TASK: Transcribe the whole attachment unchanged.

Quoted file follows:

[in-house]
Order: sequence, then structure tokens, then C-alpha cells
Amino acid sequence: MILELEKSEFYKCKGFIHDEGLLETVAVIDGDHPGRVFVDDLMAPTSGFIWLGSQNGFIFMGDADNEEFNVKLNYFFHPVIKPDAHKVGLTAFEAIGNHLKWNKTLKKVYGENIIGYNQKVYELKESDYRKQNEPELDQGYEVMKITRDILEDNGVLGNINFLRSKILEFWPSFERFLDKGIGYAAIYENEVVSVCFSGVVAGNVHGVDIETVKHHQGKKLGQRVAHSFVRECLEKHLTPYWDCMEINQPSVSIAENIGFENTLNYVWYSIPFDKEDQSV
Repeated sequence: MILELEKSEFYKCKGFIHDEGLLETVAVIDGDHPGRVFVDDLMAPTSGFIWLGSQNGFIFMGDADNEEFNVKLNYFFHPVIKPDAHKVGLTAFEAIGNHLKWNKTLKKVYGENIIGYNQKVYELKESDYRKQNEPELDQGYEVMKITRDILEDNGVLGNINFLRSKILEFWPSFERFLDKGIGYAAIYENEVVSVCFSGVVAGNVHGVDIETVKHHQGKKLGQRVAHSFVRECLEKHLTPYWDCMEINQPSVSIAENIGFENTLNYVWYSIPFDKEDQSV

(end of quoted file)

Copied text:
[in-house]
Order: sequence, then structure tokens, then C-alpha cells
Amino acid sequence: MILELEKSEFYKCKGFIHDEGLLETVAVIDGDHPGRVFVDDLMAPTSGFIWLGSQNGFIFMGDADNEEFNVKLNYFFHPVIKPDAHKVGLTAFEAIGNHLKWNKTLKKVYGENIIGYNQKVYELKESDYRKQNEPELDQGYEVMKITRDILEDNGVLGNINFLRSKILEFWPSFERFLDKGIGYAAIYENEVVSVCFSGVVAGNVHGVDIETVKHHQGKKLGQRVAHSFVRECLEKHLTPYWDCMEINQPSVSIAENIGFENTLNYVWYSIPFDKEDQSV
Repeated sequence: MILELEKSEFYKCKGFIHDEGLLETVAVIDGDHPGRVFVDDLMAPTSGFIWLGSQNGFIFMGDADNEEFNVKLNYFFHPVIKPDAHKVGLTAFEAIGNHLKWNKTLKKVYGENIIGYNQKVYELKESDYRKQNEPELDQGYEVMKITRDILEDNGVLGNINFLRSKILEFWPSFERFLDKGIGYAAIYENEVVSVCFSGVVAGNVHGVDIETVKHHQGKKLGQRVAHSFVRECLEKHLTPYWDCMEINQPSVSIAENIGFENTLNYVWYSIPFDKEDQSV